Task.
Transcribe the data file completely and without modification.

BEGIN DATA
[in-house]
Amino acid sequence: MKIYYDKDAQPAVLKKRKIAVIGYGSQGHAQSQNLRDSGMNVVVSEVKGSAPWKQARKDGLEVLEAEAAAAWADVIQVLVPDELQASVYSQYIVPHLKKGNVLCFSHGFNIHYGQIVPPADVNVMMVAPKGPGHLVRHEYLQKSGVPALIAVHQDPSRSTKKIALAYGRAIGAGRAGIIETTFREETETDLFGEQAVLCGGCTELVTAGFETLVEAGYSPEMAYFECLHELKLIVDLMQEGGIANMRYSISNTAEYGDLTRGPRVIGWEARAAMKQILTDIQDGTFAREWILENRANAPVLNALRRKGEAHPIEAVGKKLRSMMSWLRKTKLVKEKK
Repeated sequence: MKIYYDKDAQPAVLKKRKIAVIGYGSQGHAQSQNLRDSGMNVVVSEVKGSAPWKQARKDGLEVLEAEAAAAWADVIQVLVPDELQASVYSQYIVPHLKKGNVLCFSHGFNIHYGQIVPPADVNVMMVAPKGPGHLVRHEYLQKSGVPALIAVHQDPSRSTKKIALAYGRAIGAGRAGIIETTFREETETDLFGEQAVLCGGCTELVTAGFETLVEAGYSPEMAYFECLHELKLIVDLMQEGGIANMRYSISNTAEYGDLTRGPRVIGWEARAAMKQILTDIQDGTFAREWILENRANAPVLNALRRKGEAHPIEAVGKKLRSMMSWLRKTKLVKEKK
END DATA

[in-house]
Amino acid sequence: MKIYYDKDAQPAVLKKRKIAVIGYGSQGHAQSQNLRDSGMNVVVSEVKGSAPWKQARKDGLEVLEAEAAAAWADVIQVLVPDELQASVYSQYIVPHLKKGNVLCFSHGFNIHYGQIVPPADVNVMMVAPKGPGHLVRHEYLQKSGVPALIAVHQDPSRSTKKIALAYGRAIGAGRAGIIETTFREETETDLFGEQAVLCGGCTELVTAGFETLVEAGYSPEMAYFECLHELKLIVDLMQEGGIANMRYSISNTAEYGDLTRGPRVIGWEARAAMKQILTDIQDGTFAREWILENRANAPVLNALRRKGEAHPIEAVGKKLRSMMSWLRKTKLVKEKK
Repeated sequence: MKIYYDKDAQPAVLKKRKIAVIGYGSQGHAQSQNLRDSGMNVVVSEVKGSAPWKQARKDGLEVLEAEAAAAWADVIQVLVPDELQASVYSQYIVPHLKKGNVLCFSHGFNIHYGQIVPPADVNVMMVAPKGPGHLVRHEYLQKSGVPALIAVHQDPSRSTKKIALAYGRAIGAGRAGIIETTFREETETDLFGEQAVLCGGCTELVTAGFETLVEAGYSPEMAYFECLHELKLIVDLMQEGGIANMRYSISNTAEYGDLTRGPRVIGWEARAAMKQILTDIQDGTFAREWILENRANAPVLNALRRKGEAHPIEAVGKKLRSMMSWLRKTKLVKEKK